Human-caused deforestation disrupts and harms the environment so much that severe droughts are inevitable.
Climate change is causing significant changes in weather patterns worldwide. The negative impacts cannot be overstated — melting glaciers, rising sea levels and temperatures, heat waves, and the loss of animal species. Another consequence of climate change is severe droughts, which scientists suggest can lead to mass deforestation, thereby making droughts even worse.
A drought describes a type of natural disaster where an environment is drier than usual. Areas suffering from a chronic lack of water — for days, months or years — have less moisture than under normal conditions.
The most damaging effects droughts have on the environment include poor water and air quality; shortages of drinking water; the spread of diseases; potential insect outbreaks; the destruction of aquatic species and their habitats; crop failures and food shortages; and an increased number of wildfires; and challenges to sanitation, hygiene and waste management services.
Deforestation, meanwhile, can be detrimental to entire ecosystems. It can lead to the extinction or endangerment of animals and plants; the release of large amounts of CO2 into the atmosphere; changes in rainfall and weather patterns; amd the destruction of natural landscapes, often beyond repair.
There’s no single reason why droughts and instances of deforestation occur. Rather, it’s a combination of factors that lead to these environmental changes.
The relationship between droughts and deforestation
How do droughts and deforestation relate to each other? Research suggests there’s a so-called “feedback loop” between the two. Droughts can lead to deforestation, and substantial deforestation can lead to long-term droughts in a given area.
One vulnerable region in the world facing droughts and deforestation is the Amazon rainforest. It suffers from reduced rainfall, which is critical for its survival when deforestation occurs.
Forest and rangeland ecosystems are subject to various physiological and structural changes in areas where seasonal droughts are common. Places where they’re less common cannot adapt to potential dry conditions. Droughts cause tree mortality under changing climatic conditions, making it nearly impossible for forests to expand and thrive in an ecosystem.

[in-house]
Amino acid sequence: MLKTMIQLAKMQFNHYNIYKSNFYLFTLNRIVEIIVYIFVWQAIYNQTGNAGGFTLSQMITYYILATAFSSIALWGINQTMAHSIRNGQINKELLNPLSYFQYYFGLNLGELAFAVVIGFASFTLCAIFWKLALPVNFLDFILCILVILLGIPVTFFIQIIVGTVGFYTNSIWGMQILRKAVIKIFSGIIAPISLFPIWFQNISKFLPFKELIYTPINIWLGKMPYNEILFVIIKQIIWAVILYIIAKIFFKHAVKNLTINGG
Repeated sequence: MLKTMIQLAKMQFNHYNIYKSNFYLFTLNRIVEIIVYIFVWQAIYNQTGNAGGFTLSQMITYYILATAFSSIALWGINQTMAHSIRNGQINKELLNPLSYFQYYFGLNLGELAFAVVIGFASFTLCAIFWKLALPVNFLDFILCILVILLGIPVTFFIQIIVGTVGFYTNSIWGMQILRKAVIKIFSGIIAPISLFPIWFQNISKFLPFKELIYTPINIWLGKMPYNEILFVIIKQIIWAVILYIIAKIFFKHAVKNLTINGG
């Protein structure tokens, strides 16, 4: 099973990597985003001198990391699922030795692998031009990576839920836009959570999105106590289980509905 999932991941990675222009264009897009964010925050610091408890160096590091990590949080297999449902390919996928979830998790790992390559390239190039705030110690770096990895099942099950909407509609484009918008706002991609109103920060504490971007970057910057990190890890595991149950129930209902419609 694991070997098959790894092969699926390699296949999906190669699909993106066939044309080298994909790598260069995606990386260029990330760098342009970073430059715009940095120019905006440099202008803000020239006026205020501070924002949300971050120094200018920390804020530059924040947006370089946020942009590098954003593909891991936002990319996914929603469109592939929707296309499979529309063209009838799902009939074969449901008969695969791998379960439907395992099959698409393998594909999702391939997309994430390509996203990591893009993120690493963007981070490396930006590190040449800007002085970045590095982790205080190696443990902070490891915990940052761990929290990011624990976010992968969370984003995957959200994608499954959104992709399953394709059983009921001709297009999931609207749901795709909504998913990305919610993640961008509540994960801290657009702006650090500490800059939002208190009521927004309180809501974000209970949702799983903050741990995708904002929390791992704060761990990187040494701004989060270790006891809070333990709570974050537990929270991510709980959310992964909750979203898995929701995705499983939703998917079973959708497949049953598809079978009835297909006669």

Some scientists believe human-caused deforestation disrupts and harms the environment so much that severe droughts are inevitable. Because trees play a significant role in the water cycle of an area, deforestation can cause floods and droughts. If there’s excess rainfall and not enough trees to act as sponges, the water cannot go underground, and floods occur. Without any precipitation, trees die.
In Africa, widespread deforestation is partially responsible for severe droughts. The continent is known to have fluctuating climate conditions, often going from dry to clammy. Kenya is one country impacted heavily by deforestation and suffers from long-term drought conditions.
The effects of climate change also impact the Guinea region and are directly related to deforestation. In 2019, farmers expressed frustration with the government because deforestation caused severe droughts affecting their harvests.
Logging forests in higher altitudes is causing a lack of rain, leading to droughts. This impacts farmers’ abilities to produce food for their communities and make a living.
In India, various regions suffer from severe droughts, such as West Bengal, Bihar and Jharkhand. These areas are densely populated, so the implications are far-reaching because of their negative socioeconomic impacts. From 2000 to 2019, more than a billion people in this one country alone were affected by droughts, the second-worst disaster after flooding.
At the same time, deforestation in one region can cause changes in weather patterns a long distance away. Cutting down trees in the Amazon, for instance, is causing droughts in the United States, especially in California, Texas and New Mexico.
Initiatives to stop deforestation
Deforestation is also an especially serious issue in nations such as Brazil and Indonesia. However, with effective policies it is possible to avoid deforestation and its negative impacts on the environment and public health.
As a bonus, there could be fewer droughts if deforestation stops. If droughts become less frequent, forests can survive, expand and cover more land. They can then provide essential resources, facilitate biodiversity, and sustain rural livelihoods and communities.
At the COP26 climate summit last year, more than world 100 leaders committed to ending deforestation by 2030. The pledge included $19.2 billion of public and private funds to end and reverse deforestation.
However, a similar initiative in 2014 failed to slow down deforestation. Therefore, some experts remain skeptical whether deforestation will ever truly cease until any trees are left.
One thing is for sure: as the drought-deforestation feedback loop continues contributing to the worsening of the natural environment we will need strong laws and meaningful actions to stop it once and for all.